…that within minutes sauntered across the road inches from our car.

NGelephantcrossing

NGelephant

And with that, our last safari in Africa was over!

Advertisements

The Whirling Dervishes, Khartoum, Sudan

Any tour of Sudan should have going to Omdurman on a Friday night on its to-do list, where every week hundreds gather at Hamed al-Nil Tomb to witness the dervishes.

Doughnut balls sprinkled with sugar -- delicious!

We arrived at 5pm, when the crowds were scarce. In front of the mosque was a huge cleared area, littered on the sides with tea stalls and trinket shops. With the festivities not starting for a few hours, we sat down amongst locals and imbibed on Sudanese tea (which is incredibly sweet) and these amazing home-made donut balls that were made on the spot.

Around 6pm, a group of men, cloaked in green and white, strode in carrying the green banner of the tariqa (the Qadiriyah order in Sufism) to the mosque steps. Turning to the quickly growing crowd, they begin to march in a wide arc, chanting alongside drums and music. And with the banner raised and the large open space cleared, the ritual began!

DSC_0252

Religious leaders guide the crowd in chanting

DSC_0322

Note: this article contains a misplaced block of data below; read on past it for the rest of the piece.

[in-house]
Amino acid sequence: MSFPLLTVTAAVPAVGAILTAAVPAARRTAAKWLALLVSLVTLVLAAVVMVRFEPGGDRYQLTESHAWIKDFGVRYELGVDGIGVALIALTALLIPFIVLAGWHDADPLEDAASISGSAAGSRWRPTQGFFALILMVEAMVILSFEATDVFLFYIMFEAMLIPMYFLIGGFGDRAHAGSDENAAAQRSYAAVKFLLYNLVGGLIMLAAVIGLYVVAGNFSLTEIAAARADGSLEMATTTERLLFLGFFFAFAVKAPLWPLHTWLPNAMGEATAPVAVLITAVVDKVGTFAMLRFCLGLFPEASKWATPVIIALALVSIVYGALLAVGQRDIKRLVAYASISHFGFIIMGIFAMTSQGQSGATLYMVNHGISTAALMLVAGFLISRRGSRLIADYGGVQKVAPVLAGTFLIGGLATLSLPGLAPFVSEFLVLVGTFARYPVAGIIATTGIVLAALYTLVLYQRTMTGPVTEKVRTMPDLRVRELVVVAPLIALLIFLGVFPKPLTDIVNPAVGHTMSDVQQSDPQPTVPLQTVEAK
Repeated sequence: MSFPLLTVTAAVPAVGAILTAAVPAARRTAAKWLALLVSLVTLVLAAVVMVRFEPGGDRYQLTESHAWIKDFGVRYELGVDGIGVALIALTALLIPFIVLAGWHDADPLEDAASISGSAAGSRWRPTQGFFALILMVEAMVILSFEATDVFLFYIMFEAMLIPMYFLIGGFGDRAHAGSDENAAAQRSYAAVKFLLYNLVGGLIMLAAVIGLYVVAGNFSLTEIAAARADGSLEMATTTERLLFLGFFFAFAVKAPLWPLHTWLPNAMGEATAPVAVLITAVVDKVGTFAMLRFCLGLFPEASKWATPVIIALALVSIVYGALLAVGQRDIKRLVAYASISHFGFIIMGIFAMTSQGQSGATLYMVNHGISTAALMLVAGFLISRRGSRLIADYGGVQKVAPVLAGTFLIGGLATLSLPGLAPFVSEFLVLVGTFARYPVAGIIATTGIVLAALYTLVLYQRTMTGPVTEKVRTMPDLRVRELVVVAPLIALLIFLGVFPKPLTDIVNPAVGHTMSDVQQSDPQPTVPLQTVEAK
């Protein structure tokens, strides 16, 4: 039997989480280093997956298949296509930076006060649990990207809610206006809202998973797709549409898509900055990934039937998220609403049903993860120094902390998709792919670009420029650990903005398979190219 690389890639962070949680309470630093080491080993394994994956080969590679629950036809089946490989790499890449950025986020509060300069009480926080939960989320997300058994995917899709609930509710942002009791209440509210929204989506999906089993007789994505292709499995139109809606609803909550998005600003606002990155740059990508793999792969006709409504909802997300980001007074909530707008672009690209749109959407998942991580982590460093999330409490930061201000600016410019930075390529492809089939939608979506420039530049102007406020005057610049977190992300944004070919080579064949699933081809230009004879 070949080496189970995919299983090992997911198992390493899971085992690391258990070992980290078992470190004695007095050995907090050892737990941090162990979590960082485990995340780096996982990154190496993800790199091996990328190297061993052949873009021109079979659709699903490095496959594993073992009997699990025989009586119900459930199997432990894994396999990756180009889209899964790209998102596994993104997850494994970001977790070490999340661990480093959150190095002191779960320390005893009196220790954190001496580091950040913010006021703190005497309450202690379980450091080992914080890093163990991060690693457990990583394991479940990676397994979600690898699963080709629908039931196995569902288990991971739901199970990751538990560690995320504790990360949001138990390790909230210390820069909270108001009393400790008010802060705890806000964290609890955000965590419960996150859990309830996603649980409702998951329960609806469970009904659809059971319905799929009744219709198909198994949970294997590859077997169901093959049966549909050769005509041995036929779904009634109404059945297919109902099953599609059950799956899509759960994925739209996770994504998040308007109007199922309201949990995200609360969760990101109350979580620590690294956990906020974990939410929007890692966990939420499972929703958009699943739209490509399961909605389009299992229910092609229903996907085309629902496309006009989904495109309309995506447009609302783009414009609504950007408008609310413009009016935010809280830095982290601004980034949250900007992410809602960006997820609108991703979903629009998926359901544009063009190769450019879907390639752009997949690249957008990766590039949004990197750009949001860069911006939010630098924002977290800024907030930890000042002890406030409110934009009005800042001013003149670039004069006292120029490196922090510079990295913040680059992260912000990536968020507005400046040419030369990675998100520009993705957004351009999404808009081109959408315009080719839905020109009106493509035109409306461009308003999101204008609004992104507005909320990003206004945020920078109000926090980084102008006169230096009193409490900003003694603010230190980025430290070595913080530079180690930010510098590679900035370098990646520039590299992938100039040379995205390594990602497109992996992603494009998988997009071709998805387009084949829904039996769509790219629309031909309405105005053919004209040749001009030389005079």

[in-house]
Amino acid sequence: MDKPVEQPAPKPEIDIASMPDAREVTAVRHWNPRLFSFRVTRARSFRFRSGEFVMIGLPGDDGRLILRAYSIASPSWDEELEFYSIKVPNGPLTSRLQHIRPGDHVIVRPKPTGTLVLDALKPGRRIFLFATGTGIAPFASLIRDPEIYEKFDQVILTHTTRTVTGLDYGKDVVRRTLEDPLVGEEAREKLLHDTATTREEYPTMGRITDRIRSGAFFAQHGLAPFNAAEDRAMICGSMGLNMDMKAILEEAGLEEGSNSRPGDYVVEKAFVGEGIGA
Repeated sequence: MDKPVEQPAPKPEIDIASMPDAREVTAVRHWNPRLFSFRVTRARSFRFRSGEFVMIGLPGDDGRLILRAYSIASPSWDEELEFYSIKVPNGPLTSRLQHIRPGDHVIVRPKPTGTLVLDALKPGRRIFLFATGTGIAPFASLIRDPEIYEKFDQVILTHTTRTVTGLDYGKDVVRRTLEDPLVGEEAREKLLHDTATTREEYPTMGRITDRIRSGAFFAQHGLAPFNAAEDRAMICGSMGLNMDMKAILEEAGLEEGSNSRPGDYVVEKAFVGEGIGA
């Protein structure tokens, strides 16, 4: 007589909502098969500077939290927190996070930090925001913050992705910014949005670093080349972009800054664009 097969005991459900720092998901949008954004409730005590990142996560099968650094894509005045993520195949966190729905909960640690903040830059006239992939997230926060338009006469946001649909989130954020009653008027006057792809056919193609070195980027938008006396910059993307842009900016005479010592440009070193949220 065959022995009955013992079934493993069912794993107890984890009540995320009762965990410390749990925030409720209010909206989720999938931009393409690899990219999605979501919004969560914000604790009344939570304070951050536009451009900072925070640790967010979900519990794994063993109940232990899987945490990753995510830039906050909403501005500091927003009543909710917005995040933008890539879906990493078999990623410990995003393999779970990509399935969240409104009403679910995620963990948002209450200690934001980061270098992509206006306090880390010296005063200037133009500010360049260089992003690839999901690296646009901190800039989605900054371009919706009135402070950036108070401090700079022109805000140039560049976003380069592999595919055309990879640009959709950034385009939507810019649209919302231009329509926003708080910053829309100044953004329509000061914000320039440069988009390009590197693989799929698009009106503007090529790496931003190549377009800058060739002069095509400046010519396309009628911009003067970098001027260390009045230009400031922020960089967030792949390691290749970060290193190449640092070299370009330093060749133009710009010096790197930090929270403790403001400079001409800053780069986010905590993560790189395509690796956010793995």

As the night goes on, more join the march in the middle

The idea of a “whirling dervish” is a bit misplaced. A handful do spin, but the majority clap and chant and dance. And as the evening goes on, the sounds pick up in volume and speed. Incense and smoke fill the air completely, and the continuous chanting heightens–“La illaha illallah,” which translates to “There is no God but Allah.” And as the fervor peaks, more adherents step into the circle to spin and dance. It’s a hypnotic experience, a rare glimpse into an active religious community so different from anything else we’ve seen. And despite sometimes feeling like I’ve stumbled upon a very private and reverent ritual, the locals could not have been more welcoming to tourists, as long as the respect was mutual.

A whirling dervish       Incense-filled air   DSC_0331       DSC_0258

-Christine

Northern State, Sudan